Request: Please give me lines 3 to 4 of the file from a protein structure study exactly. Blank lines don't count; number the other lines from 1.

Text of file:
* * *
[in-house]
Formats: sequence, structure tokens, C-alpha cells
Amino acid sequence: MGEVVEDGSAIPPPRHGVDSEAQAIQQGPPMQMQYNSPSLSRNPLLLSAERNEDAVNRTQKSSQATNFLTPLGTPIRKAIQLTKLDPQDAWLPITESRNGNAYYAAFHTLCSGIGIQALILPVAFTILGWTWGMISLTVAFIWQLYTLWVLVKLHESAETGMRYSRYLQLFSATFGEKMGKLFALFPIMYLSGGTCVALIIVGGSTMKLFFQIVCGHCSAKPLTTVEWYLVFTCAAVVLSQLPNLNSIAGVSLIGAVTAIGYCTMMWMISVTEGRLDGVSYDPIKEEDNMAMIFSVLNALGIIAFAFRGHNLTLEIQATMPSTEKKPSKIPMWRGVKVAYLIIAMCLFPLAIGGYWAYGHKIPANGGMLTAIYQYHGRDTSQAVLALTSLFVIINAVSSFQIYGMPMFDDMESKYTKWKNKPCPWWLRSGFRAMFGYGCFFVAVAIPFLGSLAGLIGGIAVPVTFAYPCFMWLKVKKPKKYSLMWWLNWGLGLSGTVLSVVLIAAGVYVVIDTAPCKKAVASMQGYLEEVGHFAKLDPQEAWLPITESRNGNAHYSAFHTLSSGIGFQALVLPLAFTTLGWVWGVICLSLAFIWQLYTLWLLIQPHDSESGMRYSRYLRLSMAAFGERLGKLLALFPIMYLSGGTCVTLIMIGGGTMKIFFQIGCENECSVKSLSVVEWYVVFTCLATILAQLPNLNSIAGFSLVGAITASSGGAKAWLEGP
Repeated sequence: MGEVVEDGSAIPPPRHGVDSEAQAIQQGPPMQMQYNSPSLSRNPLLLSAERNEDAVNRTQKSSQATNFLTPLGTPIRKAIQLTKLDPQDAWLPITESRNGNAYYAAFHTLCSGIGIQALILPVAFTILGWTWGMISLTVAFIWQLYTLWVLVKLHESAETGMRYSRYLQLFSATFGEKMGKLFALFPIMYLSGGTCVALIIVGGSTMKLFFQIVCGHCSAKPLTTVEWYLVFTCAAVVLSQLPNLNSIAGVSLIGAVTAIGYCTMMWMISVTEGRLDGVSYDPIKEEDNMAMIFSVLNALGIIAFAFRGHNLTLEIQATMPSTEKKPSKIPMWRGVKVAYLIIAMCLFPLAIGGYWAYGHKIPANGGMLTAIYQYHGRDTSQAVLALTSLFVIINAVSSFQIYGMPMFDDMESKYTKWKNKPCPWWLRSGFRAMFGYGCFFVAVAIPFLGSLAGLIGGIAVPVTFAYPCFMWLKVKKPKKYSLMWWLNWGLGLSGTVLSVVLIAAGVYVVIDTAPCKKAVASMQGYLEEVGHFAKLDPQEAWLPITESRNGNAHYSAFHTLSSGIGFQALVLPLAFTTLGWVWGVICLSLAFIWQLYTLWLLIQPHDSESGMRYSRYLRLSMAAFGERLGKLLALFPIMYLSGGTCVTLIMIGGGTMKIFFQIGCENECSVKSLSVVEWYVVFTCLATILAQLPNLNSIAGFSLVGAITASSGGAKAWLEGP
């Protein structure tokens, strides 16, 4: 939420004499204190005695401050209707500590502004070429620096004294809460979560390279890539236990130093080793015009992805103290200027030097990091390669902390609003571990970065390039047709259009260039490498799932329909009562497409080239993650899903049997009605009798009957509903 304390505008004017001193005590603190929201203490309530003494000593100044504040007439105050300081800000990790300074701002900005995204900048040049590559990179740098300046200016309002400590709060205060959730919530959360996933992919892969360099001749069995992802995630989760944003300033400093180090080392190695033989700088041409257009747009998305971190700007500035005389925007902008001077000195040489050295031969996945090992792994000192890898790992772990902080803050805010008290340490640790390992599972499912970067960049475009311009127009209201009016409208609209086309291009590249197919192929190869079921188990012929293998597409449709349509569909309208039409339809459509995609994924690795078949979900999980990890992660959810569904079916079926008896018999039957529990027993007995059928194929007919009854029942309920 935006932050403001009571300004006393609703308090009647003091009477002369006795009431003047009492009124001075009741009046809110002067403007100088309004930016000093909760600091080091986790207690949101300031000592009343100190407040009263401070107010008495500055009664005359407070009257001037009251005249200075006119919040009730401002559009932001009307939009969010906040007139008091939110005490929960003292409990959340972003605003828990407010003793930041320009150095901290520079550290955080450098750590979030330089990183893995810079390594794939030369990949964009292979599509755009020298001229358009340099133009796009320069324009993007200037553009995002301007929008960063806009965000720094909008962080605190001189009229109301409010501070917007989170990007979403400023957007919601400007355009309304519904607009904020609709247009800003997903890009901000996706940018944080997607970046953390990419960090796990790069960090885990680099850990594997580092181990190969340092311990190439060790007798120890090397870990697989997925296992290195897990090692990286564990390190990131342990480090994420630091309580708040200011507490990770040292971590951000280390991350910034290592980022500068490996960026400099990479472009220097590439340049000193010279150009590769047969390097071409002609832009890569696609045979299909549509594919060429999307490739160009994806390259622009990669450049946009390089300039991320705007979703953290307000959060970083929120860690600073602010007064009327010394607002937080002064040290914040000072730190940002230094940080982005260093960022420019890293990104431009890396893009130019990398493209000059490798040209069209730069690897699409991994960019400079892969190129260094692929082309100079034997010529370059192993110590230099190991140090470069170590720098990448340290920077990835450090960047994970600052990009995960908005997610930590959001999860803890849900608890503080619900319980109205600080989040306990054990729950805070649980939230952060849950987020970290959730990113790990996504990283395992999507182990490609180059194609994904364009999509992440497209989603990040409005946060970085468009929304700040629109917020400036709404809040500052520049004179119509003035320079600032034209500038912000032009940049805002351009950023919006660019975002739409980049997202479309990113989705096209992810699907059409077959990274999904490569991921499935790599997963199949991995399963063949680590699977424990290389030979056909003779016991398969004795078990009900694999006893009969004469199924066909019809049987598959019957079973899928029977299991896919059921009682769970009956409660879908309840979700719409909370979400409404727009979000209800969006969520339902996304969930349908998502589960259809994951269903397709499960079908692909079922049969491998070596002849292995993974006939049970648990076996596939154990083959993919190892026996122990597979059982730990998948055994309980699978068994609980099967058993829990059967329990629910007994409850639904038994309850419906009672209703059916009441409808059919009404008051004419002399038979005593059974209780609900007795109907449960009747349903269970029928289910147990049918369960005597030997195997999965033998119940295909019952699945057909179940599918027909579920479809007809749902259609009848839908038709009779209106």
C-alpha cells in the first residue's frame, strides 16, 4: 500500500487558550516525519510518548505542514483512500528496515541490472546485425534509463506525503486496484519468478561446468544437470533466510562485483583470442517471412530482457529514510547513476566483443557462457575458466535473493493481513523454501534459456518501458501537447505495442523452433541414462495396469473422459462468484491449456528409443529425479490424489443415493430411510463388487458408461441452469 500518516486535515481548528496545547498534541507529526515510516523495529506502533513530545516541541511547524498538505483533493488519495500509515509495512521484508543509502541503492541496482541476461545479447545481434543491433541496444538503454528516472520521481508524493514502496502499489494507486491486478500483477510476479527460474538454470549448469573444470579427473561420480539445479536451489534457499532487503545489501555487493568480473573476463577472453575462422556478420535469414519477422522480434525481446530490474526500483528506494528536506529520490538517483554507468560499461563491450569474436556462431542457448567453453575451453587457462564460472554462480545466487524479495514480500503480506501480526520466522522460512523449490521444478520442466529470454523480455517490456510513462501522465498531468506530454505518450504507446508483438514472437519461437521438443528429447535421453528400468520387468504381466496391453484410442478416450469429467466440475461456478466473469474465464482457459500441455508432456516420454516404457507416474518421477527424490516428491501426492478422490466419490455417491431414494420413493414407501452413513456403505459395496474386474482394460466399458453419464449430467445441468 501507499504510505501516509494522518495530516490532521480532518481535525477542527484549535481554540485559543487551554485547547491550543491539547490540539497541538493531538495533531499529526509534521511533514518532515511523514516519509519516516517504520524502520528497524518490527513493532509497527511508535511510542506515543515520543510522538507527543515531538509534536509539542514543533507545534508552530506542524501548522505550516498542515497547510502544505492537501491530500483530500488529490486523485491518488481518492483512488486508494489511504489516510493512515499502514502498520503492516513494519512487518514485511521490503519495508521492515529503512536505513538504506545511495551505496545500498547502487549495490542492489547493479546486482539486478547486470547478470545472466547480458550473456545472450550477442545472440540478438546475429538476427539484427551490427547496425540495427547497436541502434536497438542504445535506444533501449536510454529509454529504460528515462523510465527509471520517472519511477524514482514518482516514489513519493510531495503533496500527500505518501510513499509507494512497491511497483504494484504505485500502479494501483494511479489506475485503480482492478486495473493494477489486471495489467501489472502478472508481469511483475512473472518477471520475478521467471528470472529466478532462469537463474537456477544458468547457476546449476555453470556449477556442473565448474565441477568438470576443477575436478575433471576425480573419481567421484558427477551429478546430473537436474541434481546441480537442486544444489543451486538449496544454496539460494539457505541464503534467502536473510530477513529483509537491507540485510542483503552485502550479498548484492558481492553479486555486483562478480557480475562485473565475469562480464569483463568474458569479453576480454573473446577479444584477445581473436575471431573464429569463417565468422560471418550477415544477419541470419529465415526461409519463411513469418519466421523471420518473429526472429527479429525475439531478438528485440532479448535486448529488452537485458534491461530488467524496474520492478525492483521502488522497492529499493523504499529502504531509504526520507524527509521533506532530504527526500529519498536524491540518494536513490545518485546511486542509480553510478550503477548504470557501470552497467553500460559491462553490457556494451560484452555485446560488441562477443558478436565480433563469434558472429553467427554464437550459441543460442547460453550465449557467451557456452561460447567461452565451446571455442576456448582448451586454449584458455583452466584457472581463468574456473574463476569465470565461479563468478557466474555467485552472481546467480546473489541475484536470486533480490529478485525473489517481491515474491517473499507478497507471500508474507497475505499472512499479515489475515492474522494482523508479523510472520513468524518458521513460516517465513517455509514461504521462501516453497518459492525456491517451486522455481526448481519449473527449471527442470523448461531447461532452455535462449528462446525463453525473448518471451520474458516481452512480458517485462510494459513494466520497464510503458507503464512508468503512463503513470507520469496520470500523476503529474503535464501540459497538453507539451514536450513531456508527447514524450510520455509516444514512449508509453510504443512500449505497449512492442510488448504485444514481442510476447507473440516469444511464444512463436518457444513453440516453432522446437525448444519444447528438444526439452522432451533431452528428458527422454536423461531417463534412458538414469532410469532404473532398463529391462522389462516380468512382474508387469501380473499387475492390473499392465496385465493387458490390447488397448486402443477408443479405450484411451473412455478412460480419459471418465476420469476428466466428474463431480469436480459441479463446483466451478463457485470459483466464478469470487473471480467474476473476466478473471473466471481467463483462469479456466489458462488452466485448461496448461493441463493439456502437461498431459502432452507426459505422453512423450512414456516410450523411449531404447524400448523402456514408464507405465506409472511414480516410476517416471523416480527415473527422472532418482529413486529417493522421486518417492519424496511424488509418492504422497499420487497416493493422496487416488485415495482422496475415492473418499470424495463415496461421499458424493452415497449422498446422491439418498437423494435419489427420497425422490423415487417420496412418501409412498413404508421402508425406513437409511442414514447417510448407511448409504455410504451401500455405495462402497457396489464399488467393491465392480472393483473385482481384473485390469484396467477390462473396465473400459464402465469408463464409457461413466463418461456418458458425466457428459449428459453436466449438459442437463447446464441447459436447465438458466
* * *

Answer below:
Amino acid sequence: MGEVVEDGSAIPPPRHGVDSEAQAIQQGPPMQMQYNSPSLSRNPLLLSAERNEDAVNRTQKSSQATNFLTPLGTPIRKAIQLTKLDPQDAWLPITESRNGNAYYAAFHTLCSGIGIQALILPVAFTILGWTWGMISLTVAFIWQLYTLWVLVKLHESAETGMRYSRYLQLFSATFGEKMGKLFALFPIMYLSGGTCVALIIVGGSTMKLFFQIVCGHCSAKPLTTVEWYLVFTCAAVVLSQLPNLNSIAGVSLIGAVTAIGYCTMMWMISVTEGRLDGVSYDPIKEEDNMAMIFSVLNALGIIAFAFRGHNLTLEIQATMPSTEKKPSKIPMWRGVKVAYLIIAMCLFPLAIGGYWAYGHKIPANGGMLTAIYQYHGRDTSQAVLALTSLFVIINAVSSFQIYGMPMFDDMESKYTKWKNKPCPWWLRSGFRAMFGYGCFFVAVAIPFLGSLAGLIGGIAVPVTFAYPCFMWLKVKKPKKYSLMWWLNWGLGLSGTVLSVVLIAAGVYVVIDTAPCKKAVASMQGYLEEVGHFAKLDPQEAWLPITESRNGNAHYSAFHTLSSGIGFQALVLPLAFTTLGWVWGVICLSLAFIWQLYTLWLLIQPHDSESGMRYSRYLRLSMAAFGERLGKLLALFPIMYLSGGTCVTLIMIGGGTMKIFFQIGCENECSVKSLSVVEWYVVFTCLATILAQLPNLNSIAGFSLVGAITASSGGAKAWLEGP
Repeated sequence: MGEVVEDGSAIPPPRHGVDSEAQAIQQGPPMQMQYNSPSLSRNPLLLSAERNEDAVNRTQKSSQATNFLTPLGTPIRKAIQLTKLDPQDAWLPITESRNGNAYYAAFHTLCSGIGIQALILPVAFTILGWTWGMISLTVAFIWQLYTLWVLVKLHESAETGMRYSRYLQLFSATFGEKMGKLFALFPIMYLSGGTCVALIIVGGSTMKLFFQIVCGHCSAKPLTTVEWYLVFTCAAVVLSQLPNLNSIAGVSLIGAVTAIGYCTMMWMISVTEGRLDGVSYDPIKEEDNMAMIFSVLNALGIIAFAFRGHNLTLEIQATMPSTEKKPSKIPMWRGVKVAYLIIAMCLFPLAIGGYWAYGHKIPANGGMLTAIYQYHGRDTSQAVLALTSLFVIINAVSSFQIYGMPMFDDMESKYTKWKNKPCPWWLRSGFRAMFGYGCFFVAVAIPFLGSLAGLIGGIAVPVTFAYPCFMWLKVKKPKKYSLMWWLNWGLGLSGTVLSVVLIAAGVYVVIDTAPCKKAVASMQGYLEEVGHFAKLDPQEAWLPITESRNGNAHYSAFHTLSSGIGFQALVLPLAFTTLGWVWGVICLSLAFIWQLYTLWLLIQPHDSESGMRYSRYLRLSMAAFGERLGKLLALFPIMYLSGGTCVTLIMIGGGTMKIFFQIGCENECSVKSLSVVEWYVVFTCLATILAQLPNLNSIAGFSLVGAITASSGGAKAWLEGP